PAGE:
Tag Archives: grief

That Night by Amy Giles

The Night by Amy Giles. October 23, 2018. HarperTeen, 320 p. ISBN: 9780062495778.  Int Lvl: YA; Rdg Lvl: YA.

An evocative story by acclaimed author Amy Giles about tragedy, love, and learning to heal.

The year since a mass shooting shook their Queens neighborhood has played out differently for Jess and Lucas, both of whom were affected by that night in eerily similar and deeply personal ways.

As Jess struggles to take care of her depressed mother and Lucas takes up boxing under the ever-watchful eye of his overprotective parents, their paths converge. They slowly become friends and then something more, learning to heal and move forward together.

But what does it mean to love after an unspeakable tragedy?

Potentially Sensitive Areas: Marijuana, Strong language, Strong sexual themes, Suicide, Underage drinking, Gun violence

 

Reviews

Booklist (September 15, 2018 (Vol. 115, No. 2))
Grades 9-12. One year after a mass shooting, Jessica and Lucas, along with their families, deal with the aftermath of the event that changed their worlds forever. Shy and withdrawn Jessica struggles to recover from the loss of her brother, while also caring for her grieving mother. Angry and anxious, Lucas turns to boxing in order to release his frustrations at being a survivor and losing his brother. Jessica’s and Lucas’ paths cross, and together they form a bond that is characterized by love, healing, and moving forward. Giles’ novel is one of surviving terrible losses and of healing. As in her previous novel, Now Is Everything (2017), Giles writes from the perspective of young adults trying survive the unexpected. Told in alternating perspectives from Jessica and Lucas, the mass shooting is not the main focus; rather, the lives of those affected by the mass shooting and its aftermath take center stage. Readers will find the latest from Giles a pleasing read.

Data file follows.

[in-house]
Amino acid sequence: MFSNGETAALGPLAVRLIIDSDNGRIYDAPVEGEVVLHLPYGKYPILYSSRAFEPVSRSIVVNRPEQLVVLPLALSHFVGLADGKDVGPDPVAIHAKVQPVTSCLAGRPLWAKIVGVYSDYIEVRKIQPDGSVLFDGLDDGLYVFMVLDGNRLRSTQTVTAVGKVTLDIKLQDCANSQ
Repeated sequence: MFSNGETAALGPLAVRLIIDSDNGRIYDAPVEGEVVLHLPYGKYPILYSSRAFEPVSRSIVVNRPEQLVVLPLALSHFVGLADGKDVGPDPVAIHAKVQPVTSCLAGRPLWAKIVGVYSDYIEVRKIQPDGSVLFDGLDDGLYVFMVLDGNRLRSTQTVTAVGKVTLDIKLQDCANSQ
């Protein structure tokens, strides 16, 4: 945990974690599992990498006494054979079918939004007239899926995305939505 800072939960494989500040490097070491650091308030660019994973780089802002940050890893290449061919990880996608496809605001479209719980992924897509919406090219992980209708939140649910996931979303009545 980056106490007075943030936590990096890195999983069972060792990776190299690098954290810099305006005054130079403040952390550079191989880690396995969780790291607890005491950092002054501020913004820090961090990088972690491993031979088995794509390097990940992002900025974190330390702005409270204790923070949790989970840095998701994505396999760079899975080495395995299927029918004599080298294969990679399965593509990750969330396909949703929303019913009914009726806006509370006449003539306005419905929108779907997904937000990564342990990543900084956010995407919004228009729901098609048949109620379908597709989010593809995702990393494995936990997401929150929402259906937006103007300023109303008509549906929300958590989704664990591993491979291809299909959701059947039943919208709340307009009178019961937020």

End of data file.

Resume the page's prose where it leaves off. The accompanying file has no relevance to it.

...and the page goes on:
Kirkus Reviews (August 1, 2018)
Two teens who survived a mass shooting find love as they try to pick up the pieces of their lives in the wake of loss and tragedy. It has been a year since a shooting at a movie theater left 18 people dead. Lucas survived but lost his brother, a star football player. Jess survived, but her brother didn’t, and her mother has been debilitated by grief. Lucas tries to make sense of his survival by keeping a daily record of his random acts of kindness. Therapy helps, and boxing releases a lot of the negative energy, but he still suffers from panic attacks and avoids talking about his feelings with his parents. Jess finds a job to help with the overdue bills that keep piling up since her mom stopped working, but she can’t convince her mother to spend a full day out of bed, and she occasionally depends on weed to get her through her toughest moments. When Jess and Lucas meet at work they are wary of each other, but over time they become close, helping each other through feelings of shame, guilt, and ambivalence about living normal lives after their losses. This sensitive portrayal of the complications of journeying through grief is convincing and moving. Little physical description of the main characters, combined with the awkwardness with which the diversity of very minor characters is made known, accentuates the white default. Thoughtful and thought-provoking. (Fiction. 14-18)

About the Author